Don’t question commissioning when it comes to lighting controls
Commissioning and testing are as critical for lighting controls as they are for building management systems.
Pop Quiz: What is the biggest heat load in a building that we can control? If you guessed lighting, you’re absolutely correct. To justify lighting controls as a value investment for a property, it’s crucial that lighting controls systems are calibrated, adjusted, programmed, and…
Can you guess the next word? If you said “commissioned,” you’re correct again!
Lighting controls are one of the last pieces installed in any building and the last to get programmed and commissioned. Many times the start-up and commissioning process can be rushed, leaving the lighting controls system and components in a functional but not optimal operation. The recently published ASHRAE 90.1-2010 energy code will require a third party to perform functional testing of the lighting controls to verify the performance meets or exceeds all documented performance criteria. This energy code is likely to be adopted quickly by state regulated energy codes and green initiative design criteria.
Functional testing and follow-up after start-up and commissioning are performed help ensure the designed energy savings are realized. If you’re nearing project completion, persuading the owner to adopt this practice will mean he’ll enjoy a return on investment on current projects rather than waiting for future renovations or new construction. Skipping the start-up and commission, however, can lead to an underperforming system, unused features, and a loss of energy savings.
After all, like many other moving parts in the MEP/FP discipline, you can’t just “build it and walk away,” expecting the system to function efficiently. Commissioning and testing are as critical for lighting controls as they are for building management systems.
Why you should never question commissioning
Most lighting controls equipment available today requires careful tuning once installed and should be tuned up again after installation. From the simplest stand-alone occupancy sensor to the most elaborate building-wide control system, all need some calibration. In a recent product discussion with an occupancy sensor manufacturer, we were informed that sensors have an automatic learning feature that takes about 1 to 2 weeks to capture the use of a room. “Auto-commissioning” sounds great, but there is a catch: if sensors are functioning prior to the final user occupancy, then the sensors will learn the wrong behavior. This causes the sensors to take even longer to adjust, leading to final user frustration, a fixed override of the system, and taking the sensors out of commission. By resetting the occupancy sensors just before the user arrives to the space, a normal cycle of auto learning can be achieved. Tiny nuances such as this example will be slightly different for every manufacturer, but one thing is for certain: it’s critical to have a trained professional involved in the final project start-up and programming to ensure the system is working at its highest level.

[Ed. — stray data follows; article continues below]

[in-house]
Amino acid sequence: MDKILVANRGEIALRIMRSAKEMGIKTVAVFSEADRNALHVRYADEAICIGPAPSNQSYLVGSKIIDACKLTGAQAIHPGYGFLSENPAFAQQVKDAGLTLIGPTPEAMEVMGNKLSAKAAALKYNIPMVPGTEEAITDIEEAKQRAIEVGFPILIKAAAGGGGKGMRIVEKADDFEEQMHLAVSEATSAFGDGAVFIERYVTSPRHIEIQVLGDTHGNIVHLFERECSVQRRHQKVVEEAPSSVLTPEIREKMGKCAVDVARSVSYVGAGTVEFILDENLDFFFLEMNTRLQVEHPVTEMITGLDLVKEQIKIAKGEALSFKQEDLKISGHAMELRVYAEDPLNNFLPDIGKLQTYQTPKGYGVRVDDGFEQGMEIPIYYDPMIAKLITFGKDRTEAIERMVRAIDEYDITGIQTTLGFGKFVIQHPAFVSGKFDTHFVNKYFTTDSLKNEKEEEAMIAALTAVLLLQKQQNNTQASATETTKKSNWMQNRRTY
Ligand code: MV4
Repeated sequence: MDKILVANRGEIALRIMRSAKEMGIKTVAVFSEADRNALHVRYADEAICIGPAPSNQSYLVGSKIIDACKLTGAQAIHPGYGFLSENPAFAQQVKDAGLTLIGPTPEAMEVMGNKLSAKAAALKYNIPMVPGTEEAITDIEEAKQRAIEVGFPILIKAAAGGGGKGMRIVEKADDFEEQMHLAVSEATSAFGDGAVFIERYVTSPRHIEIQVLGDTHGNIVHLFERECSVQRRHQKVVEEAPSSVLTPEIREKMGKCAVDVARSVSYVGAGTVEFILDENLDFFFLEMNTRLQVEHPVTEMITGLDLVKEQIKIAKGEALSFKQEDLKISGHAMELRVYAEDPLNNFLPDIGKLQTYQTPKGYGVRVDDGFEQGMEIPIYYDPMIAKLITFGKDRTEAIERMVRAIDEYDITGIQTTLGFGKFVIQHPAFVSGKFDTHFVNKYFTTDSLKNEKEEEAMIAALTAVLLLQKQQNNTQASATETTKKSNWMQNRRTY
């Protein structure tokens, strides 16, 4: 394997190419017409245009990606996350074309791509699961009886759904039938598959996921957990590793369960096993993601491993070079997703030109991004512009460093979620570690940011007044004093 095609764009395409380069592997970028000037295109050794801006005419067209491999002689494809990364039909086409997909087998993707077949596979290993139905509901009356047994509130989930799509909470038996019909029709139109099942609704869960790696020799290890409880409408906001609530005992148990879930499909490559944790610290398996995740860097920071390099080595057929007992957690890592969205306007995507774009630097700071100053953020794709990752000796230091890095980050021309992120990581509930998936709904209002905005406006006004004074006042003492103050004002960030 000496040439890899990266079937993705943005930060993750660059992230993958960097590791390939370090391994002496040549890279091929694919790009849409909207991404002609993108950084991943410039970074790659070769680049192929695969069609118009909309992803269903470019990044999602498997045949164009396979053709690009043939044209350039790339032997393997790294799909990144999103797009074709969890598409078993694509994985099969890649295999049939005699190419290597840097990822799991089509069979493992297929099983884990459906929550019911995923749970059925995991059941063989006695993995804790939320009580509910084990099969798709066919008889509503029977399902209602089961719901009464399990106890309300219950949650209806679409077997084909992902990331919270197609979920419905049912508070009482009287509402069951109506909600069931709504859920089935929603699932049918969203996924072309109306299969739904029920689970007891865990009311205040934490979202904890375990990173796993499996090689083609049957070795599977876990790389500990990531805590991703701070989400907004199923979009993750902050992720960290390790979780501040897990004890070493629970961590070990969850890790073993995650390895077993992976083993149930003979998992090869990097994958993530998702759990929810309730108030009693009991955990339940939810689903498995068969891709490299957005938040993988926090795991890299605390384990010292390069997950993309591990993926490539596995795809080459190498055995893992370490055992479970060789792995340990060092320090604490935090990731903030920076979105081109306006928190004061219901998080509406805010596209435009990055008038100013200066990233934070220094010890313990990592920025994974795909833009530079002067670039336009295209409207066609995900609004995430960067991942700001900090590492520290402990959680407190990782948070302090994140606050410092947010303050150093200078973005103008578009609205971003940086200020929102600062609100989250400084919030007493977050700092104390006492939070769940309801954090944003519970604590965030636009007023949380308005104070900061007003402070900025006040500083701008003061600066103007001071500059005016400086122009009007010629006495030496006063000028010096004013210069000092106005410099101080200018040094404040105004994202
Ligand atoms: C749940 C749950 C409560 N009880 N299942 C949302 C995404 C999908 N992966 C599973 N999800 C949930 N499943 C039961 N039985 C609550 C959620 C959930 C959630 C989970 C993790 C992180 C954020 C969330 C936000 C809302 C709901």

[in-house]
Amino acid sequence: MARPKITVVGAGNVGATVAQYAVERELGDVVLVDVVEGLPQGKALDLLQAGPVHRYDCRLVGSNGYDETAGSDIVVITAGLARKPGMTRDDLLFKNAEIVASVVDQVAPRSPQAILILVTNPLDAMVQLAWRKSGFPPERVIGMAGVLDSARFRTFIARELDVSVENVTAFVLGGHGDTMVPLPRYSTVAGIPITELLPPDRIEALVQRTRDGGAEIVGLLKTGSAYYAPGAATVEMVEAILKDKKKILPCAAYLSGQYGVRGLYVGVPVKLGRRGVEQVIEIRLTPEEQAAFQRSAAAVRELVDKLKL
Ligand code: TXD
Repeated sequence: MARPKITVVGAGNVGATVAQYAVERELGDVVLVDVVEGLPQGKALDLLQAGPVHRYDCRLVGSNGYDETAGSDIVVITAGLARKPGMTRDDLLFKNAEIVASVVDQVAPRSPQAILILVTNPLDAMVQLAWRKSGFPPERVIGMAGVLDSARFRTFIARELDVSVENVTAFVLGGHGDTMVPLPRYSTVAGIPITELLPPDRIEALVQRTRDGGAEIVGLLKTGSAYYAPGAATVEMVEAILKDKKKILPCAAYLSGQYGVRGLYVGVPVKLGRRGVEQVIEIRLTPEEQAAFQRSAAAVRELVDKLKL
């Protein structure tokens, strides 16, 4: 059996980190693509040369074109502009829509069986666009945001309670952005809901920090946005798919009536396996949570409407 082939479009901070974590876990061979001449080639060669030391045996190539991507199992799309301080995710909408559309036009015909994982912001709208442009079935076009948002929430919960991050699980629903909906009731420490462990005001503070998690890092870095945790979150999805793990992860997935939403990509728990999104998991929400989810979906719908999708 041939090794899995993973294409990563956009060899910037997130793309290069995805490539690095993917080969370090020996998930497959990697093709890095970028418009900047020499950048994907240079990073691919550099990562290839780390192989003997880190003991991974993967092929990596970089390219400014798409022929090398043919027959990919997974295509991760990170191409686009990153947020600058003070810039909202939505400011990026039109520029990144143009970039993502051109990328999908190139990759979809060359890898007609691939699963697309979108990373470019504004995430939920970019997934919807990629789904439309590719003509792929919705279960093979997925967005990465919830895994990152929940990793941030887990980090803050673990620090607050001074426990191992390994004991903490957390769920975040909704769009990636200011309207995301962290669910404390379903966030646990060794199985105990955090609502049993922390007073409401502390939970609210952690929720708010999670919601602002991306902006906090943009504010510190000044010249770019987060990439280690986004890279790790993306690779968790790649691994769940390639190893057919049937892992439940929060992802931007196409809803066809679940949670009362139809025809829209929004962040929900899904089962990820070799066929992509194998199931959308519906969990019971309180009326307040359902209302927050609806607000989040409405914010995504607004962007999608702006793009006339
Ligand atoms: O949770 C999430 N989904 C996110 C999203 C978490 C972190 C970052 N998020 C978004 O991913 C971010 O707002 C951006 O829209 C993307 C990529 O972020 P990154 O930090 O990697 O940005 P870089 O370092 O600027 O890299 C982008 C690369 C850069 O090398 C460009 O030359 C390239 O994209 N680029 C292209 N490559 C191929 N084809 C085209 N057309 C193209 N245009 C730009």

We typically design buildings for facilities with a long lifecycle and want all of the initial investments to pay back as they are designed. The energy savings gained by a fully functioning lighting controls system pays back so quickly that the start-up and commissioning should never be questioned. The additional expense of start-up and commissioning of lighting controls is only 6% to 7%, which is worth every penny when it allows 7%-13% of yearly energy cost savings. See the case study in the sidebar, comparing two buildings’ performance over one year and the money lost by not implementing a control method as simple as an automatic time schedule.
Figure 1: The lighting controls cost comparison illustrates that owners should get what they pay for—and accountability can help. Courtesy: Primera Engineers Ltd.
The question of responsibility
Whose responsibility is it to connect the owner, manufacturer, and commissioning agent? One could argue two sides of this coin. First, the owner should always make sure he is getting what he paid for by following up and asking questions. But sometimes owners are not aware of the resources available. They are accustomed to calling a local electrician who might not be familiar with one of the 10 different lighting controls manufacturers whose products could have been installed. At this stage, the owner likely needs the quickest solution to make the system or space function. Often times this means disabling the controls to make the space ready and usable immediately. In reality we should reconnect our contractors, manufacturer field technicians, and installers with the end user. Following up on the system performance and holding all parties to the construction specifications is in the best interest of the owner. The systems should function as designed, allowing the owner to get what he paid for: to save energy and earn some return on the investment.
Given the two examples of cost savings in the sidebar, it is evident that commissioning lighting controls can generate a very quick payback when systems are designed effectively. The practice of third-party functional testing for lighting controls outlined in ASHRAE 90.1-2010 should be adopted now. As lighting controls become more complex in response to tighter energy regulations, the added cost of controls can only be justified to an end user by the energy savings generated when the system works optimally.
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